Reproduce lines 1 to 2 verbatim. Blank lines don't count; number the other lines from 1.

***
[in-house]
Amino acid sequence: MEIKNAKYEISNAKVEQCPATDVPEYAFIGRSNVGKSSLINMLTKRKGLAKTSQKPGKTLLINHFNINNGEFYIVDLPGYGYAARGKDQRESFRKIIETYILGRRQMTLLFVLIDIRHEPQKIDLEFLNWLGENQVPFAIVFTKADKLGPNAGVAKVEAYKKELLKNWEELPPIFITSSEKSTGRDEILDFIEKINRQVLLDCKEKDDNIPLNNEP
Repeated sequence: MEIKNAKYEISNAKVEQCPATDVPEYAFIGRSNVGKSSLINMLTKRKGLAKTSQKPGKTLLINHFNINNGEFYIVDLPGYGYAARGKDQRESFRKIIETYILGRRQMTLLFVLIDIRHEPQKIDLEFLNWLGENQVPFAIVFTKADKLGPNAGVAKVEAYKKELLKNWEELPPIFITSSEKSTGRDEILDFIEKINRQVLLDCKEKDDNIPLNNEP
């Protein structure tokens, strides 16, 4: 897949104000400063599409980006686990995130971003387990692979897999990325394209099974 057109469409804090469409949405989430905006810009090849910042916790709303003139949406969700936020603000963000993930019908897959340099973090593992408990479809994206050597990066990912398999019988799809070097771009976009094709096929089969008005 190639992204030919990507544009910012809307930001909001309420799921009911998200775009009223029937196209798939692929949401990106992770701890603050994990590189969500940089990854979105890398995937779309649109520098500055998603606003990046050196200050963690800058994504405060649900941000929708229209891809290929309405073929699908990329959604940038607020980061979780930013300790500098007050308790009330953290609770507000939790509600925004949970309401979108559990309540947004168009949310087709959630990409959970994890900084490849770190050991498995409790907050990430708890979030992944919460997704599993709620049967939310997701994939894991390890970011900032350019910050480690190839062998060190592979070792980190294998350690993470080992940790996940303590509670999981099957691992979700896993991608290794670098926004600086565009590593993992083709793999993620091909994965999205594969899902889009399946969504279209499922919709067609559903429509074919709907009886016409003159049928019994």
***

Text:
[in-house]
Amino acid sequence: MEIKNAKYEISNAKVEQCPATDVPEYAFIGRSNVGKSSLINMLTKRKGLAKTSQKPGKTLLINHFNINNGEFYIVDLPGYGYAARGKDQRESFRKIIETYILGRRQMTLLFVLIDIRHEPQKIDLEFLNWLGENQVPFAIVFTKADKLGPNAGVAKVEAYKKELLKNWEELPPIFITSSEKSTGRDEILDFIEKINRQVLLDCKEKDDNIPLNNEP